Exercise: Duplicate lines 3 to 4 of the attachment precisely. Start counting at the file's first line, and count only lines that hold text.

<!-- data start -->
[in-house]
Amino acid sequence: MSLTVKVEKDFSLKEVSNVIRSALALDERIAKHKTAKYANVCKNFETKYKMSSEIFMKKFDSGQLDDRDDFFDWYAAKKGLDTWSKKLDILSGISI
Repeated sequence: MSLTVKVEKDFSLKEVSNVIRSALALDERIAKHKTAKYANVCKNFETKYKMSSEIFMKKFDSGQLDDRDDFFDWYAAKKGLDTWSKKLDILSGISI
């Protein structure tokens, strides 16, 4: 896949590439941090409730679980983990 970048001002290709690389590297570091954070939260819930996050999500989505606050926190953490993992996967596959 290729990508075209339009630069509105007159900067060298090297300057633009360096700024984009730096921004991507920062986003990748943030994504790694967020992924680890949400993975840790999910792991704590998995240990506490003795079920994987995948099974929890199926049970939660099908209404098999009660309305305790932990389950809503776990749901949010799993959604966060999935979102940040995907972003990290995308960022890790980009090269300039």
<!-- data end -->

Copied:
Repeated sequence: MSLTVKVEKDFSLKEVSNVIRSALALDERIAKHKTAKYANVCKNFETKYKMSSEIFMKKFDSGQLDDRDDFFDWYAAKKGLDTWSKKLDILSGISI
């Protein structure tokens, strides 16, 4: 896949590439941090409730679980983990 970048001002290709690389590297570091954070939260819930996050999500989505606050926190953490993992996967596959 290729990508075209339009630069509105007159900067060298090297300057633009360096700024984009730096921004991507920062986003990748943030994504790694967020992924680890949400993975840790999910792991704590998995240990506490003795079920994987995948099974929890199926049970939660099908209404098999009660309305305790932990389950809503776990749901949010799993959604966060999935979102940040995907972003990290995308960022890790980009090269300039």